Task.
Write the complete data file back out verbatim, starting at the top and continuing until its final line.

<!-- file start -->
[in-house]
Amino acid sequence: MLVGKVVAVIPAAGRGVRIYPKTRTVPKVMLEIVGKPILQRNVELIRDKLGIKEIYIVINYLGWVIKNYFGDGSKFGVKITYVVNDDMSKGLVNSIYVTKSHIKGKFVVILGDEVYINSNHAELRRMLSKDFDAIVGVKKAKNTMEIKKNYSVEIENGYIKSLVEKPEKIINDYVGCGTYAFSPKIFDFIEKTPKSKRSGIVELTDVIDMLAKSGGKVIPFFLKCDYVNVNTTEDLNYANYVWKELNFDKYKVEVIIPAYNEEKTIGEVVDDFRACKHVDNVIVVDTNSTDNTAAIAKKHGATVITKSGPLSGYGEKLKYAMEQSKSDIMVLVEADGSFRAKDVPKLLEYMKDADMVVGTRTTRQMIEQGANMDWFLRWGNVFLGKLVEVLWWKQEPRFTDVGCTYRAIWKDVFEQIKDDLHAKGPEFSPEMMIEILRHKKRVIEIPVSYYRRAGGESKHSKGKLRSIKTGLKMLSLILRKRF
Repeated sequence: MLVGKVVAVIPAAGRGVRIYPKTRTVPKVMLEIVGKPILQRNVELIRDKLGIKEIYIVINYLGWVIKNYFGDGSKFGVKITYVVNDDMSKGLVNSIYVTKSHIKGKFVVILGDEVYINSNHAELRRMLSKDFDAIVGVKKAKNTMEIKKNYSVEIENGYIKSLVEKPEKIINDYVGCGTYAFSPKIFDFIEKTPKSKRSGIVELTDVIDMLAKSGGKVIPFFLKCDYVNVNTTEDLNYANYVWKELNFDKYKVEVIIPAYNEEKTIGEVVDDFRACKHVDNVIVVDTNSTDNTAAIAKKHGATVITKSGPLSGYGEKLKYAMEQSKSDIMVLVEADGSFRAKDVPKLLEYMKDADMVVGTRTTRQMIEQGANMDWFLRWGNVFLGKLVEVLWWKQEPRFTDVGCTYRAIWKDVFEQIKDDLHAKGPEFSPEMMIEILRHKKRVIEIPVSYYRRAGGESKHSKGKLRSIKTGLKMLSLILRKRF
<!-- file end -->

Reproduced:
[in-house]
Amino acid sequence: MLVGKVVAVIPAAGRGVRIYPKTRTVPKVMLEIVGKPILQRNVELIRDKLGIKEIYIVINYLGWVIKNYFGDGSKFGVKITYVVNDDMSKGLVNSIYVTKSHIKGKFVVILGDEVYINSNHAELRRMLSKDFDAIVGVKKAKNTMEIKKNYSVEIENGYIKSLVEKPEKIINDYVGCGTYAFSPKIFDFIEKTPKSKRSGIVELTDVIDMLAKSGGKVIPFFLKCDYVNVNTTEDLNYANYVWKELNFDKYKVEVIIPAYNEEKTIGEVVDDFRACKHVDNVIVVDTNSTDNTAAIAKKHGATVITKSGPLSGYGEKLKYAMEQSKSDIMVLVEADGSFRAKDVPKLLEYMKDADMVVGTRTTRQMIEQGANMDWFLRWGNVFLGKLVEVLWWKQEPRFTDVGCTYRAIWKDVFEQIKDDLHAKGPEFSPEMMIEILRHKKRVIEIPVSYYRRAGGESKHSKGKLRSIKTGLKMLSLILRKRF
Repeated sequence: MLVGKVVAVIPAAGRGVRIYPKTRTVPKVMLEIVGKPILQRNVELIRDKLGIKEIYIVINYLGWVIKNYFGDGSKFGVKITYVVNDDMSKGLVNSIYVTKSHIKGKFVVILGDEVYINSNHAELRRMLSKDFDAIVGVKKAKNTMEIKKNYSVEIENGYIKSLVEKPEKIINDYVGCGTYAFSPKIFDFIEKTPKSKRSGIVELTDVIDMLAKSGGKVIPFFLKCDYVNVNTTEDLNYANYVWKELNFDKYKVEVIIPAYNEEKTIGEVVDDFRACKHVDNVIVVDTNSTDNTAAIAKKHGATVITKSGPLSGYGEKLKYAMEQSKSDIMVLVEADGSFRAKDVPKLLEYMKDADMVVGTRTTRQMIEQGANMDWFLRWGNVFLGKLVEVLWWKQEPRFTDVGCTYRAIWKDVFEQIKDDLHAKGPEFSPEMMIEILRHKKRVIEIPVSYYRRAGGESKHSKGKLRSIKTGLKMLSLILRKRF